A construction crew was laying a drain line as part of a new building project. While excavating, the workmen uncovered a power cable directly in their path. The foreman called the electrician who was wiring the new building.
The electrician looked at the cable and assured the foreman that the cable was dead. “Just cut it out of your way.”
“Are you sure there is no danger?” the foreman asked.
“Absolutely,” was the reply.
The foreman then asked, “Well, then, will you cut it for us?”
The electrician hesitated a moment, and with a slight smile said, “Well, I’m not that sure.”
Life is full of risks. I’m not one to take very many risks. I usually like to play everything as safe as possible. When I play softball I try to leave one foot on first base and reach all the way to second if possible!
Risks leave a lot of us anxious and uncomfortable. When I was a pastor at the Eagle United Methodist Church, I felt God calling me to go door-to-door calling. As I walked up to a door of a complete stranger I argued with God about the wisdom of such behavior. What if I was interrupting a domestic dispute?
What I found was a lot of people with a lot of needs.
Most people were glad to visit. Some people came to church or brought their grandchildren to Sunday school. I got even smarter and had some of my members go with me. We eventually made a lot of good connections.
It seems that God has asked my to do a lot of risky stuff. Jesus asked some of his disciples to go out to the villages near by and preach and teach and heal. Great things happened. I’m sure they went in fear and trembling.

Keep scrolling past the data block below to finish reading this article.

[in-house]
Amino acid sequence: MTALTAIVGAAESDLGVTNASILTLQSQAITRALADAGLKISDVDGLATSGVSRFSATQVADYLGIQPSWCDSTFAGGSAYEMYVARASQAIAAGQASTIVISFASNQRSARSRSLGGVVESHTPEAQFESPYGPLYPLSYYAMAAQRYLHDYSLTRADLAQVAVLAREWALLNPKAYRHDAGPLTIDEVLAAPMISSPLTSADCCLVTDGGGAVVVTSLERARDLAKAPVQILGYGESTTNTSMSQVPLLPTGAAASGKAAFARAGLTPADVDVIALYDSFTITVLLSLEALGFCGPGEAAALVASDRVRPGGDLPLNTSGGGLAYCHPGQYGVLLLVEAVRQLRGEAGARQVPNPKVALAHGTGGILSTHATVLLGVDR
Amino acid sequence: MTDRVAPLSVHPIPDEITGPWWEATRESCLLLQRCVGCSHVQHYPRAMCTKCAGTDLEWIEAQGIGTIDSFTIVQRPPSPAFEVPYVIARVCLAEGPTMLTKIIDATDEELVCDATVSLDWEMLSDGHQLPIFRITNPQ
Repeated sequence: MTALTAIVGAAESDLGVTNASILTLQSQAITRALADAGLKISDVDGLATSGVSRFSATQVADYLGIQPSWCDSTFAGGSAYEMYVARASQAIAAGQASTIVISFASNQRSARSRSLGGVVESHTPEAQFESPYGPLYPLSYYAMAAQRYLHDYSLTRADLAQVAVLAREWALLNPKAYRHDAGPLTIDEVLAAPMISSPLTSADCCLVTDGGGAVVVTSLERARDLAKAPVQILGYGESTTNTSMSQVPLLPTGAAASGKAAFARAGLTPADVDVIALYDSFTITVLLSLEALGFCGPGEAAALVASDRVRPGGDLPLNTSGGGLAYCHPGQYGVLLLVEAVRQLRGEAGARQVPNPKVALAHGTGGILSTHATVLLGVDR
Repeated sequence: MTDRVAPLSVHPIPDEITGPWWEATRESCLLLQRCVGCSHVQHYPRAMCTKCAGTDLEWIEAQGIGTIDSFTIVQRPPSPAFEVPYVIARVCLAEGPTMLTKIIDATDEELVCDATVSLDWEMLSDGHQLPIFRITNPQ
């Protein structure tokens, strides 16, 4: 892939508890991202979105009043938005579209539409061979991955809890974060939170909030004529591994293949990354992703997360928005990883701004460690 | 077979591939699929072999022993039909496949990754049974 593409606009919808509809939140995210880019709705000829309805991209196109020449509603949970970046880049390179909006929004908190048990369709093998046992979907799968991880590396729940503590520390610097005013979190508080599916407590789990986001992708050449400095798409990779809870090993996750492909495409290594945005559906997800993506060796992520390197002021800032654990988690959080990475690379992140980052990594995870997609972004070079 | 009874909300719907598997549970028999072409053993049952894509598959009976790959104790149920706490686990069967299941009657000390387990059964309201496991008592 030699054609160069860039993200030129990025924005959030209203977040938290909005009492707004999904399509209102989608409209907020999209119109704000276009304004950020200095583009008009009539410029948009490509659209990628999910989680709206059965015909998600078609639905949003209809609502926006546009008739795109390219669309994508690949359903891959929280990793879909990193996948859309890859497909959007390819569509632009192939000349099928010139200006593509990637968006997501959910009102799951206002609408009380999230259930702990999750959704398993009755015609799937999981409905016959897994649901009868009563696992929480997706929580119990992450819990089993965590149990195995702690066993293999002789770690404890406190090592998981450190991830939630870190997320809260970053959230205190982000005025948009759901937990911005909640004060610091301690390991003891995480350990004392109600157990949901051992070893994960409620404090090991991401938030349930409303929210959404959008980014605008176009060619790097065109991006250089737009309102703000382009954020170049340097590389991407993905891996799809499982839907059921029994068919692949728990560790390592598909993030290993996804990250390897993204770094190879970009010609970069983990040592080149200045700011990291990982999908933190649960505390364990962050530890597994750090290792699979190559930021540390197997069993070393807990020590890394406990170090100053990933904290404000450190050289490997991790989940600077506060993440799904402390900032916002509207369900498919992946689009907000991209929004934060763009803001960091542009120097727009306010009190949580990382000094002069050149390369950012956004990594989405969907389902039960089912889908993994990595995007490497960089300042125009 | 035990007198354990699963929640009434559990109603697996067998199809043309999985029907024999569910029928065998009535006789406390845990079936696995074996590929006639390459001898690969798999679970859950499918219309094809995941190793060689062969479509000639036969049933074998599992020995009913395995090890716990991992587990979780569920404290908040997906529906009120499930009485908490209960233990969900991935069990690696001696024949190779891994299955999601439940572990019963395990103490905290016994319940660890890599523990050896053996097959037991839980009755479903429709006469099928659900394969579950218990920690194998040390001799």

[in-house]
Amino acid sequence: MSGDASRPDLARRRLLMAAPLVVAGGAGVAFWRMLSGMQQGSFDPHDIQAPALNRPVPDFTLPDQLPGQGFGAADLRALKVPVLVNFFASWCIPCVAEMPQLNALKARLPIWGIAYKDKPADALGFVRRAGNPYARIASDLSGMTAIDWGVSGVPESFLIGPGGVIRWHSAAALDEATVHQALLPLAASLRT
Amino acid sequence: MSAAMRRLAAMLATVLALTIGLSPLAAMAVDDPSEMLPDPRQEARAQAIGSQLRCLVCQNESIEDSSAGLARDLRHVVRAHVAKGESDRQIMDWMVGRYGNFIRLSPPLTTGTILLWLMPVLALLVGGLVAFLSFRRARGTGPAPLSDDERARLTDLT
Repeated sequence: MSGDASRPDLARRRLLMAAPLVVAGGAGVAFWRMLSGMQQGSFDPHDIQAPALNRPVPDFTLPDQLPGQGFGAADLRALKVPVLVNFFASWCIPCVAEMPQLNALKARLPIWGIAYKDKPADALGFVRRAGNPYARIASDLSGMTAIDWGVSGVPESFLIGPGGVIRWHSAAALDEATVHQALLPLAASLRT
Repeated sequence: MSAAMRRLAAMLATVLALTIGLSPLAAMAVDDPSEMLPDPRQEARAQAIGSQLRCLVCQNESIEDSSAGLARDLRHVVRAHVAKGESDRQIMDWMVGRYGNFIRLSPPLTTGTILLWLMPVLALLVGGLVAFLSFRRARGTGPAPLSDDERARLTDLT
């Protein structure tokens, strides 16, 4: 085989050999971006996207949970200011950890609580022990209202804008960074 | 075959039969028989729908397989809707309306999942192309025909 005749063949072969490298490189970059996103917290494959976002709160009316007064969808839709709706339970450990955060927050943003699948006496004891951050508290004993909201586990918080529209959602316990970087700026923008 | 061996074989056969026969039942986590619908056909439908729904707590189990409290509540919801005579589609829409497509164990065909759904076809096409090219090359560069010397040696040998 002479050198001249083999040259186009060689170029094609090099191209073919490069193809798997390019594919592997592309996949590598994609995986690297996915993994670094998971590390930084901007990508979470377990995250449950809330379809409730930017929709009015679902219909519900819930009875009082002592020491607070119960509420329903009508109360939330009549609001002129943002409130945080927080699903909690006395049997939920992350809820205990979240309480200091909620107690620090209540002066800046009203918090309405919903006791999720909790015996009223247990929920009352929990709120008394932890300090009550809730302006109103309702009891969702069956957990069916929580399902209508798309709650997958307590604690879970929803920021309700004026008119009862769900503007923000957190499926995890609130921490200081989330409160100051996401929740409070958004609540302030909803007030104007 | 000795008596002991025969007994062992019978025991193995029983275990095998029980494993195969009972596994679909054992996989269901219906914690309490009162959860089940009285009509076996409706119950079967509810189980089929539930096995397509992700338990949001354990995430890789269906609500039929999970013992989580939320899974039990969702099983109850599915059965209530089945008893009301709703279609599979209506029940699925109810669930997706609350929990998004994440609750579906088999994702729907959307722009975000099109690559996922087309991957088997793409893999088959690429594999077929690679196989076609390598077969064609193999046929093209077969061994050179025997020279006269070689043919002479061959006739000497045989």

Jesus’ mother, Mary, took one of the greatest risks. She took the ultimate risk for a young woman of her age. She was willing to accept the idea, brought by a messenger, that she would conceive and give birth to the Messiah – basically by herself. We forget today how much she risked her life for the sake of Jesus. She took the risk of being ostracized by society or even to be stoned.
Edgar Gibson Jr. wrote these words about risk: “To laugh is to risk appearing a fool. To weep is to risk appearing sentimental. To reach out for another is to risk involvement. To expose feelings is to risk rejection. To place our dreams before the crowd is to risk ridicule. To love is to risk not being loved in return. But risks must be taken because the greatest hazard in life is to risk nothing. The person who risks nothing does nothing, has nothing, is nothing.”
It kind of feels like everything everyday is a risk.
It’s hard to know what to do or not do. Please don’t risk, foolishly, your health and the health of others.
Prayer: Our Lord, help us to reach out to others and share your love in ways that are physically safe but may be spiritually and emotionally risky. Amen
Pastor Dan Safarik serves at St. Mark’s United Methodist Church in Lincoln
The Rev. Dan Safarik serves St. Luke United Methodist Church in Lincoln. Email him at email@example.com
Be the first to know
Get local news delivered to your inbox!